Lamenting change

Ever notice how technology is speeding up? I went to get my minidisc recorder fixed at the Sony shop and the technician told me (incorrectly it seems, for now) that Sony will no longer be making them. "The minidisc is dead." The CD and DVD will be next. Then the hard drive. Who needs them when you can get tiny flash cards that can store 4 or even 8 GB. It's not a long shot to think that they will soon store 60, 100, or 800 GB in a piece of plastic shorter than a matchbox one tenth the width. Nen told me that someone nailed an SD card to a tree and was still able to get most of the data off it.

So familiar data storage devices will go the way of the typewriter. I remember in the mid '80s lamenting the fact that typewriters were destined for the scrapheap with the rise of computers. Surely we would still use typewriters occasionally? It seems we don't.

It's funny how things we have taken for granted as constants in this modern age are rapidly falling by the wayside. Two other examples are 35mm film and public telephones.

What is driving this exponential development in technology? Why is it that from the 1300s to the late 1700s there was virtually none? Today we talk of obsolescence in terms of months or weeks. Or days.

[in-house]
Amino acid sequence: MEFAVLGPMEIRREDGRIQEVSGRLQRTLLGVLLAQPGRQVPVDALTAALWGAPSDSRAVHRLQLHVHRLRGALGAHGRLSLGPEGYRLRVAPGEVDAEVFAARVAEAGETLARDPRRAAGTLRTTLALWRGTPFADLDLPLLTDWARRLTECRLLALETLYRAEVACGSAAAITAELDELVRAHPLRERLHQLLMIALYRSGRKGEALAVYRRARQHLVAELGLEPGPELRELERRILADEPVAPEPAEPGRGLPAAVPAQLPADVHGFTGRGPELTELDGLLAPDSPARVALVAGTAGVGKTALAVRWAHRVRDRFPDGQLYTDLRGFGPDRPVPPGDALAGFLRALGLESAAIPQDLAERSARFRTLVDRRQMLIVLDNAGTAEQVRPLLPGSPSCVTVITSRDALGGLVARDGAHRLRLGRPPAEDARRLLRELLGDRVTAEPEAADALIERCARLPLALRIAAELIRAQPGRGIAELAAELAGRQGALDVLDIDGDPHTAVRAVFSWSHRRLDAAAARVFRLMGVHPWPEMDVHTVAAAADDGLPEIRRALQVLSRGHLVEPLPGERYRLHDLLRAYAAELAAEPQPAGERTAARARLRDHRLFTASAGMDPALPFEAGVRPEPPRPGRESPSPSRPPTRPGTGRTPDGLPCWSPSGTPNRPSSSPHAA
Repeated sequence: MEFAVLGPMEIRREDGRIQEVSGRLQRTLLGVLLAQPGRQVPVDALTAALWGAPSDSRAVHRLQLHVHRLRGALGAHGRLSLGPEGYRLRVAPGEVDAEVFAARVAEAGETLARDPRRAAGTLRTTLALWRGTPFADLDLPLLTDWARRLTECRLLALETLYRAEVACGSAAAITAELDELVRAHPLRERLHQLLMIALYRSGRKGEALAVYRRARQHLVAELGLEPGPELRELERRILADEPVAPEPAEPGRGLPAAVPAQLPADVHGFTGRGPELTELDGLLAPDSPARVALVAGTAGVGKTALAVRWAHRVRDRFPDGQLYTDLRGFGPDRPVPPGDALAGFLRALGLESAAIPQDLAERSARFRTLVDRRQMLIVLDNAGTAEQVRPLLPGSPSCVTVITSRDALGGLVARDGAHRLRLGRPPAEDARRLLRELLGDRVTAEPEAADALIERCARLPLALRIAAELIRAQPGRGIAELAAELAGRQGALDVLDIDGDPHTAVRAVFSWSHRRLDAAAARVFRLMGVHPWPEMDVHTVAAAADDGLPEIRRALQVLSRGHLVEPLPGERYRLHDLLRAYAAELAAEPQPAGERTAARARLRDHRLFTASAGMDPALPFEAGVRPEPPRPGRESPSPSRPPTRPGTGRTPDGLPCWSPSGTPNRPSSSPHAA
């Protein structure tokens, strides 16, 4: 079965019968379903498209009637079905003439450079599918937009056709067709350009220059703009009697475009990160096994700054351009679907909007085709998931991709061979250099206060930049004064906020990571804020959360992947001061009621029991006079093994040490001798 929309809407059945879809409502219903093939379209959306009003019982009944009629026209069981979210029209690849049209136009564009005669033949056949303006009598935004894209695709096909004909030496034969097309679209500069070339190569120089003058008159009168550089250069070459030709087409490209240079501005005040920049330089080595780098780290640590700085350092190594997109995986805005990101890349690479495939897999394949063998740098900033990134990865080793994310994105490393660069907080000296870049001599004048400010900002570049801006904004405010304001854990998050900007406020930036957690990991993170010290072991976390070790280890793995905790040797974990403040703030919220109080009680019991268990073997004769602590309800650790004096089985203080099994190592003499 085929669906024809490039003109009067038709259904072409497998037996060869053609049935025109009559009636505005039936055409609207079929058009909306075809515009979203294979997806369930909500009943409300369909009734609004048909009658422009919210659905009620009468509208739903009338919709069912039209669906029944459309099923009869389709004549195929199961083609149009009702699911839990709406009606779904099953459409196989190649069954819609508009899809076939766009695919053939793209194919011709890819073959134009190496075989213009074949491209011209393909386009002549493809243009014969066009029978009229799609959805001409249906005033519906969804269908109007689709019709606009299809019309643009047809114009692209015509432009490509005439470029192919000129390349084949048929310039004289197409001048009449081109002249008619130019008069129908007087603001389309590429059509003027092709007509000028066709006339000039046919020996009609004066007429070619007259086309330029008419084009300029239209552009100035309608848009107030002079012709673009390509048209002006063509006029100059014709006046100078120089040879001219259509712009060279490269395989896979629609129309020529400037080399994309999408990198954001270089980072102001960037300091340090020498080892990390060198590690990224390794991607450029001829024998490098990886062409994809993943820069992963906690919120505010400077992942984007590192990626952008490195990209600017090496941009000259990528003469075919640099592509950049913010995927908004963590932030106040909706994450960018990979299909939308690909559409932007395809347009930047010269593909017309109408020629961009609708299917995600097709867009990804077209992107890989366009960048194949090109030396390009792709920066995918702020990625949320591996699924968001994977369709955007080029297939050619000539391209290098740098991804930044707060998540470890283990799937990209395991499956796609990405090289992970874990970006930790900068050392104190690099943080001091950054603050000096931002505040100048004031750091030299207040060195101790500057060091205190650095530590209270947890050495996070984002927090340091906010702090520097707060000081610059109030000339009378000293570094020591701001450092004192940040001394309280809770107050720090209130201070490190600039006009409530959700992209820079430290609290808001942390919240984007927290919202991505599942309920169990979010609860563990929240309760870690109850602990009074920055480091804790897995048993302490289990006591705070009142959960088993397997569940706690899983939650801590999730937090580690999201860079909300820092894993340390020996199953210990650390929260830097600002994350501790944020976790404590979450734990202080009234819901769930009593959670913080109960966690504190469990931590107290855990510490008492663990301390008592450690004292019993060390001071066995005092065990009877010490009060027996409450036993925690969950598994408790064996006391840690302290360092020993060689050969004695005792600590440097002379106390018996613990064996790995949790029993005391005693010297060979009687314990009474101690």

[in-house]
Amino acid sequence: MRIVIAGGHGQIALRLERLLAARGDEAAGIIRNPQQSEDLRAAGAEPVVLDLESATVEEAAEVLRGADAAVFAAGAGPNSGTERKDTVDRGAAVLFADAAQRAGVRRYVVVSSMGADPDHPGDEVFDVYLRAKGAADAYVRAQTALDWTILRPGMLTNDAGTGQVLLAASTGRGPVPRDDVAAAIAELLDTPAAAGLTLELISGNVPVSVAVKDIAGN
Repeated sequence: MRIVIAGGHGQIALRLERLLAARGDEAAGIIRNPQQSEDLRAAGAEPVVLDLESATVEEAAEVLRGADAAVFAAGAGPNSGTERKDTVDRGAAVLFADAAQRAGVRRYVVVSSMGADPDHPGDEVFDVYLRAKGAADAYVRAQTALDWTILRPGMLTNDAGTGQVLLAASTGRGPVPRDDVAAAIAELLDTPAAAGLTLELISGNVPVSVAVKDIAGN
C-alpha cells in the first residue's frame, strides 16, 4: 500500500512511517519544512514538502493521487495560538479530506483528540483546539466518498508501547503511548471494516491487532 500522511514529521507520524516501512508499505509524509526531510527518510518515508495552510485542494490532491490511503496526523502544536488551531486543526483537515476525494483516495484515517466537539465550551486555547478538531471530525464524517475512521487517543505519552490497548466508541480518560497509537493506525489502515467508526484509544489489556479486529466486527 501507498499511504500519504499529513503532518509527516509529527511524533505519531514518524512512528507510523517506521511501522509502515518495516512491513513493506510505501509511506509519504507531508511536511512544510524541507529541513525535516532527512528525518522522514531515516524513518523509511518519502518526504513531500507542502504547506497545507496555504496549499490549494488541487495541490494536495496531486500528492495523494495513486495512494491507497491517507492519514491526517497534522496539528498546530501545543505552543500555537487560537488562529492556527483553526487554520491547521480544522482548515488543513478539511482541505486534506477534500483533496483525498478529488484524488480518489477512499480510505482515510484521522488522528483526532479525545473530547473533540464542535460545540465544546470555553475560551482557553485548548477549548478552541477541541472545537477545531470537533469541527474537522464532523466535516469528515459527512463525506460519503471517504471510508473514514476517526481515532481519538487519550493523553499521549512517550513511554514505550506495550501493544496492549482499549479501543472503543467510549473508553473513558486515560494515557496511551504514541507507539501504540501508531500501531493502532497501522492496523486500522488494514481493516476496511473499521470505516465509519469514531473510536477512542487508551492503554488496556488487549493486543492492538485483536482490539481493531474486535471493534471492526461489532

I think you can understand this process better by looking at a human being as a microcosm of it. We often consider things to be impossible and this alone prevents us from tackling them. Once someone takes the plunge and opens a particular door we see a corridor to other doors. They open to others and so on. The possibilities become endless.

Our forefathers considered many things to be impossible. "Trains can't travel faster than 30 mph because the human body is not built to withstand such speeds. People's heads will blow off." Once such self-imposed limitations are lifted, entire universes of unexplored possibilities are opened up. The more you explore, the more corridors you find and the more doors you have to open. It becomes exponential.

So don't lament the pace of technology. Embrace it, and use it as a model for your own life. Don't put up your own limitations. There are enough out there already.
Post a Comment